Uber Reports Big Losses Caused by Growth First Business Model
Ridesharing giant Uber is bleeding money to the tune of $1.27 billion in the first six months of 2016 because of driver subsidies meant to keep fares low.
Uber reported losses of over $1.2 billion during the first six months of 2016, indicating a changing ridesharing landscape.
This massive shortfall, according to Uber’s head of finance Gautam Gupta, is caused by driver subsidies. In an effort to maintain its top position while still offering competitive pricing to customers, the ridesharing giant has reportedly spent at least $1 billion in China alone in subsidies for drivers.
Investor speculation concludes that Uber is pursuing a “grow first, ask questions later” model, seeking to secure total market dominance before pivoting to profitability, likely at the expense of the driver subsidies which are at the root of current losses.
The advent of self-driving cars may end Uber’s current business model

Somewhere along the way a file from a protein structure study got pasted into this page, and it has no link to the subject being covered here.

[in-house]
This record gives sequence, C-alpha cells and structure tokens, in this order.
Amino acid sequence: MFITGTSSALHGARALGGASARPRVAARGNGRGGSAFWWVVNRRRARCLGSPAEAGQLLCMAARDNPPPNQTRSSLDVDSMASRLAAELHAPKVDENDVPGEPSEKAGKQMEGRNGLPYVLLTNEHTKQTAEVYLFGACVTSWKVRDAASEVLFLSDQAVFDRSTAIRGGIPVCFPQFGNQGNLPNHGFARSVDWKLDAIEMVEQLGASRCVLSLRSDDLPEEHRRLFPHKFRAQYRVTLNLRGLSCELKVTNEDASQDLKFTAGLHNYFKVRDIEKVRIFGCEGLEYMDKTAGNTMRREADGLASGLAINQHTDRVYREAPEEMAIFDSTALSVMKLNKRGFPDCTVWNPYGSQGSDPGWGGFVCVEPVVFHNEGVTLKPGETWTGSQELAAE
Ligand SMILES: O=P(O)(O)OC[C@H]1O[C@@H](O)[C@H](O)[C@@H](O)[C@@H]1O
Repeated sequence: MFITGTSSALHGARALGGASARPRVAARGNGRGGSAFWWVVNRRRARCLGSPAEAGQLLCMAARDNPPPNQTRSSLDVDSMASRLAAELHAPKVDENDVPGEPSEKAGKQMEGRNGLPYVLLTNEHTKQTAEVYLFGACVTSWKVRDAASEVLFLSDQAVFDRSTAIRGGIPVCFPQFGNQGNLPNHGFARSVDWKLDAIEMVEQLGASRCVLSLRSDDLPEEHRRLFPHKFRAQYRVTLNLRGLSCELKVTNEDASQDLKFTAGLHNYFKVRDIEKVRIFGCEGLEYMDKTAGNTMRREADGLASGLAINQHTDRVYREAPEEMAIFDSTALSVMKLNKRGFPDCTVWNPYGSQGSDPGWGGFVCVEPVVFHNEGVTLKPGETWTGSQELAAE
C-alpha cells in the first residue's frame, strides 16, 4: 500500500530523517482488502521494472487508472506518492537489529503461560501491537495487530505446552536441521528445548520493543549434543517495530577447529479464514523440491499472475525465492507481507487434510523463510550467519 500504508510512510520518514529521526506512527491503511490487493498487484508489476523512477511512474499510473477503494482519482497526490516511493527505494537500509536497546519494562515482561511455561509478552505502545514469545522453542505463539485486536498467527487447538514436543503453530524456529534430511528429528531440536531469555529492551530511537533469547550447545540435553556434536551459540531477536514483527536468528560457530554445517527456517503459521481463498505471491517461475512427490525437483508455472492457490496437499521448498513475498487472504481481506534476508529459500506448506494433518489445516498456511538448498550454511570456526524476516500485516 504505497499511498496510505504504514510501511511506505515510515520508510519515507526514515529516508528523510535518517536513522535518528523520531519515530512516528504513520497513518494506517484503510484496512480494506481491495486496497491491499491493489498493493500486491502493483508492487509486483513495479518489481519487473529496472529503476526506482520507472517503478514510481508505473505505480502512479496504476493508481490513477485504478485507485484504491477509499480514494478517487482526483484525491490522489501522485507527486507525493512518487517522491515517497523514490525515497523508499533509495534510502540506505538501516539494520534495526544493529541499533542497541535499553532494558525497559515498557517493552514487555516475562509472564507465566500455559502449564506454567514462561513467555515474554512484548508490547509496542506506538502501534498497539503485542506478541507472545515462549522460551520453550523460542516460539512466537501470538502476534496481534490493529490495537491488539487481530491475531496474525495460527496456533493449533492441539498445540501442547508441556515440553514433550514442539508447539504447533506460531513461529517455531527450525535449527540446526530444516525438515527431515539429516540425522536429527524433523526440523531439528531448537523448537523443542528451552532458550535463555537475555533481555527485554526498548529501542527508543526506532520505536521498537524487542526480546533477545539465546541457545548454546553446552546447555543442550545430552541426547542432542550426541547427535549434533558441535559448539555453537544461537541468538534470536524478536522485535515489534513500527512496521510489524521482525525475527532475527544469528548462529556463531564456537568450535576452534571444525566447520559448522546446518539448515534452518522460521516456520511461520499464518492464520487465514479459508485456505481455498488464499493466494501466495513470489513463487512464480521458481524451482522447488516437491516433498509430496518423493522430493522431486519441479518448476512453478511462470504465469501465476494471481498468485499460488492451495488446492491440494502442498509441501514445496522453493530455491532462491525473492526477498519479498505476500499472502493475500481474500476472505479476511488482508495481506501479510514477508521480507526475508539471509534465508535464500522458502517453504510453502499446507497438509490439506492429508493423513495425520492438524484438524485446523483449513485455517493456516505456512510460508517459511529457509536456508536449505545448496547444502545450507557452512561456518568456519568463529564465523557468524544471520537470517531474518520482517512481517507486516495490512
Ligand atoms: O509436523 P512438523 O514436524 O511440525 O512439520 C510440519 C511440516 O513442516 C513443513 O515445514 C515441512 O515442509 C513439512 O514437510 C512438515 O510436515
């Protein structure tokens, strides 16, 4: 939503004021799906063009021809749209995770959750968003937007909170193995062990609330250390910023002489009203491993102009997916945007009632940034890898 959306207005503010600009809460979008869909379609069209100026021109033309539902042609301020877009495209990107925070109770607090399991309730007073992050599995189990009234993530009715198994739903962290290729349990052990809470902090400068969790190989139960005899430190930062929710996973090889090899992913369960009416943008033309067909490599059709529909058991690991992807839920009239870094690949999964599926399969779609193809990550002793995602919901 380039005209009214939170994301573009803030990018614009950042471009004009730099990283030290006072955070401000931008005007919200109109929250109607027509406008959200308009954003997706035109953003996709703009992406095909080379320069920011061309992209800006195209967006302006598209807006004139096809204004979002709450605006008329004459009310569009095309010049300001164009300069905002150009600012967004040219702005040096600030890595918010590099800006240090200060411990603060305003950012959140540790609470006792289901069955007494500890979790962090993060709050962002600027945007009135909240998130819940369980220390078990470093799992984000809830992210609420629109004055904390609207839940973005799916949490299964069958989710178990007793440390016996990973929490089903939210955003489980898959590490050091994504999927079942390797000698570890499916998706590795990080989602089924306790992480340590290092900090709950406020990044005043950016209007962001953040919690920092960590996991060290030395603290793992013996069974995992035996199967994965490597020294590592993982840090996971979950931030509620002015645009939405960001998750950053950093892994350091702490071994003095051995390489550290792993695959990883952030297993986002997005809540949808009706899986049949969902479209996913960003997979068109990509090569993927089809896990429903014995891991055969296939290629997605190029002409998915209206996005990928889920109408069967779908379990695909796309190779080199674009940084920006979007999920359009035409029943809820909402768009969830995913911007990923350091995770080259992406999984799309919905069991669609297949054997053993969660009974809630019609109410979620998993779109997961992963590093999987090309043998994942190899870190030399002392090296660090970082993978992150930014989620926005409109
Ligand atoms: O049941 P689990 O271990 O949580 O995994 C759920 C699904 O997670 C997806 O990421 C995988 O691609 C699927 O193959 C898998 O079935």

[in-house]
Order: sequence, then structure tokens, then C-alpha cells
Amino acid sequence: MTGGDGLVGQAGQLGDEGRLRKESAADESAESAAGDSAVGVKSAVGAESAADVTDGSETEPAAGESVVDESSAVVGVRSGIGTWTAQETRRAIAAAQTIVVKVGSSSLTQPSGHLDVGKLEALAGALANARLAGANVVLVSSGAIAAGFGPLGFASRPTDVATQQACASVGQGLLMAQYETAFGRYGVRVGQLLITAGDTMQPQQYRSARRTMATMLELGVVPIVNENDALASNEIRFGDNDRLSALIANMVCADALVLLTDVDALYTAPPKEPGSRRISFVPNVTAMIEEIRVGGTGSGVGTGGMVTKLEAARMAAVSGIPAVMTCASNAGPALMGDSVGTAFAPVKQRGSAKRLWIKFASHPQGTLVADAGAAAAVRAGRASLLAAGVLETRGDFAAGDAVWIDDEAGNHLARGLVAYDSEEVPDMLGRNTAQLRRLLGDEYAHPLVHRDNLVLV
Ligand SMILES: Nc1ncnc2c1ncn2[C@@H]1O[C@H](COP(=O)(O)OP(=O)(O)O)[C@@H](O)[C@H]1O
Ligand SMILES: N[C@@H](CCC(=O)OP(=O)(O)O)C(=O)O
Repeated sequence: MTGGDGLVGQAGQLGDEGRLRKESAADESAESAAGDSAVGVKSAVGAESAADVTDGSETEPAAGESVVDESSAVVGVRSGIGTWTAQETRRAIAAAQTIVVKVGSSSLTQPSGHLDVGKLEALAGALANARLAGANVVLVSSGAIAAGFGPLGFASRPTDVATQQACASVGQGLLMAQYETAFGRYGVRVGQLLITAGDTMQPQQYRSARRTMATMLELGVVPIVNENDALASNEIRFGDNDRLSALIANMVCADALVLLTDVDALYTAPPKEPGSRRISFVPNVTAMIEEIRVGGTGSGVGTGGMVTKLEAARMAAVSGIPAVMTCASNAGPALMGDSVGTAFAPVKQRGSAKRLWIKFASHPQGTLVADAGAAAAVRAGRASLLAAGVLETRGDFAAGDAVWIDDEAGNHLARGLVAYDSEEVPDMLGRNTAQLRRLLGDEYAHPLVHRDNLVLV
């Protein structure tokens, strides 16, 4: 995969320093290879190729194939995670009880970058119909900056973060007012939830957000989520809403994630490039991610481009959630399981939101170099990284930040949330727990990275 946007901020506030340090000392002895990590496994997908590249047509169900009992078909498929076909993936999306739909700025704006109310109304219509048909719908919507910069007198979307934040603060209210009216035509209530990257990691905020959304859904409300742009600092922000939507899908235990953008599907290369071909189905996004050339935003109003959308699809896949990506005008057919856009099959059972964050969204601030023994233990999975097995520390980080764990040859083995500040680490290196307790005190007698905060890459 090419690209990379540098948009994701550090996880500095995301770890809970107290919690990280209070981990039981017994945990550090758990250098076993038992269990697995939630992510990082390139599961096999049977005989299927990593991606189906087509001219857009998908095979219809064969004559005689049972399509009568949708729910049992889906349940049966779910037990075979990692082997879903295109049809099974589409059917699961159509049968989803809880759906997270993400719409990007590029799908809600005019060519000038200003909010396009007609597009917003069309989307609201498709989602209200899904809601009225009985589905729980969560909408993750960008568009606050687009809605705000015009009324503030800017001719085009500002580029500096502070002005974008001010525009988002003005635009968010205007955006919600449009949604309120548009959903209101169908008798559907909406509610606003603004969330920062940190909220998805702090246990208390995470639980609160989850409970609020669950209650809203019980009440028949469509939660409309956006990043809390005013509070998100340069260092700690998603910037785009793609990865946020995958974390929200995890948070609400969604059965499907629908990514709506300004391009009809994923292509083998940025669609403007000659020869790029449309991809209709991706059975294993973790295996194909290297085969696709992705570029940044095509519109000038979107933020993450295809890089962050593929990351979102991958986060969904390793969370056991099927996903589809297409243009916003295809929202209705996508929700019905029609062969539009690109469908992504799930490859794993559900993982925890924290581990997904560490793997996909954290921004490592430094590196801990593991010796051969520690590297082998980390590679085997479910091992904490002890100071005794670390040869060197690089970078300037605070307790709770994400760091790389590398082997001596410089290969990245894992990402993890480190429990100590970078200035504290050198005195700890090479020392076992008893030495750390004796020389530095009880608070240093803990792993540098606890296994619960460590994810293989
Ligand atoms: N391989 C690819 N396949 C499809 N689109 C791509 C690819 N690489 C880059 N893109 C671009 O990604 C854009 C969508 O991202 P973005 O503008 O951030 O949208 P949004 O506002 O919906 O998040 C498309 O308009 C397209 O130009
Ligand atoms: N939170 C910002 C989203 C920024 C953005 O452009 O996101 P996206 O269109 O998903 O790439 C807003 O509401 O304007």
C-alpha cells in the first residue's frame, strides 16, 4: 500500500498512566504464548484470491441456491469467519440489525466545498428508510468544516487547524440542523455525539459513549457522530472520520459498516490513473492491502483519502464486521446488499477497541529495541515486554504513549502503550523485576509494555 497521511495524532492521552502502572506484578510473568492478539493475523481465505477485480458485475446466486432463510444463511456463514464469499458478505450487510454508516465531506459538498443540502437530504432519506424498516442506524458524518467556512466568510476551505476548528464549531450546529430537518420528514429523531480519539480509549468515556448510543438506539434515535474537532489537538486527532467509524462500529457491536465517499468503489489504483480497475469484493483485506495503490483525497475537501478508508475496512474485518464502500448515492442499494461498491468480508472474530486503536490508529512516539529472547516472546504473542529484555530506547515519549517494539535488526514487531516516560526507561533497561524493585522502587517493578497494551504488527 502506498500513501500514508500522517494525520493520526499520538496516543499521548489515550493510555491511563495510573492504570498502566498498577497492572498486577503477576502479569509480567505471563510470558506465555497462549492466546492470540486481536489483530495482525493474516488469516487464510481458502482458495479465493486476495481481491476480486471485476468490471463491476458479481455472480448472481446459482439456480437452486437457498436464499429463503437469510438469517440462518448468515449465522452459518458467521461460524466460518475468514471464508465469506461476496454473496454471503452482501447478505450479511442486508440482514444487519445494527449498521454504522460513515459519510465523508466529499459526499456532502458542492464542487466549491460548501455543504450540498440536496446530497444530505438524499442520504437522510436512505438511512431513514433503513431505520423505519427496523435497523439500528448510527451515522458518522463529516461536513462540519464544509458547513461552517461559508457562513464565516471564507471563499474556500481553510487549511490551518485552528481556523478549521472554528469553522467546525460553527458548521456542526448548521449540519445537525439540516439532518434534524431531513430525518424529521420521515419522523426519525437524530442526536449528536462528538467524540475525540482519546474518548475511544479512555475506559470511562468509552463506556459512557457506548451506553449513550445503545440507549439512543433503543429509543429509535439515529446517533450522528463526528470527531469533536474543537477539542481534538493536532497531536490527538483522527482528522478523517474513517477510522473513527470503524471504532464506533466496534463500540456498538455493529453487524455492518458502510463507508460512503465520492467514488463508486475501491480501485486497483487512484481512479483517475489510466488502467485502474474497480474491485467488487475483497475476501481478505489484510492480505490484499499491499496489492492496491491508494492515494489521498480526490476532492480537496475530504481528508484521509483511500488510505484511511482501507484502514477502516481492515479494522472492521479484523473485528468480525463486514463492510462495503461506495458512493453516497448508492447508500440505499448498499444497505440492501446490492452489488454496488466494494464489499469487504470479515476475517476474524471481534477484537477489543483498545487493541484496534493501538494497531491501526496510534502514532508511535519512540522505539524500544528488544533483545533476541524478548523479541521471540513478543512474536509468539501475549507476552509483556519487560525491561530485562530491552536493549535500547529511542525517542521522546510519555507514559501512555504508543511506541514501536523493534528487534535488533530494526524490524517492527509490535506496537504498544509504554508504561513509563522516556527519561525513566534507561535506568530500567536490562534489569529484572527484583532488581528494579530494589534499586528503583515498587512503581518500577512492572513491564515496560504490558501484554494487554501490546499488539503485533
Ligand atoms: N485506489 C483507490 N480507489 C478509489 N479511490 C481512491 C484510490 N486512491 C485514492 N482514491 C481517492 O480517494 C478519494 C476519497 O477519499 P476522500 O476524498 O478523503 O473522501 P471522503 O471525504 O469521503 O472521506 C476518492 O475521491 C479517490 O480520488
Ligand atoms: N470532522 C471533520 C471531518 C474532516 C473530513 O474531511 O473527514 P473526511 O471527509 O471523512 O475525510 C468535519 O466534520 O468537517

Uber’s current model utilizes thousands of drivers as independent contractors with their own vehicles. However, this model may become obsolete very soon. nuTonomy, a ridesharing company, debuted autonomous, self-driving taxis in Singapore this Thursday.
Google is still very much the original in the autonomous vehicle field, and while it remains dedicated to producing fully self-driven cars, rivals such as Tesla and BMW may force it into the semi-autonomous game instead of making the full jump from driven to not.
Not unaware of these developments, Uber is rushing full speed ahead with its own self-driving car model. If this is successful, it could leverage Uber’s position as the industry leader to catapult the whole ridesharing business into full autonomous vehicle mode.
Other ridesharing companies looking for a piece of Uber’s pie
While Uber weathers the storms of trailblazing an entire industry, its rivals eagerly look to claim its title as king of transportation. Arcade City, a decentralized ridesharing company that promises future blockchain integration, successfully moved into Austin, Texas after Uber and Lyft were forced to leave due to regulations.
Arcade City, which initially debuted a rudimentary app, later took it down while a new app was under development, running instead on a series of Facebook pages. The new app is slated for release in just a few days.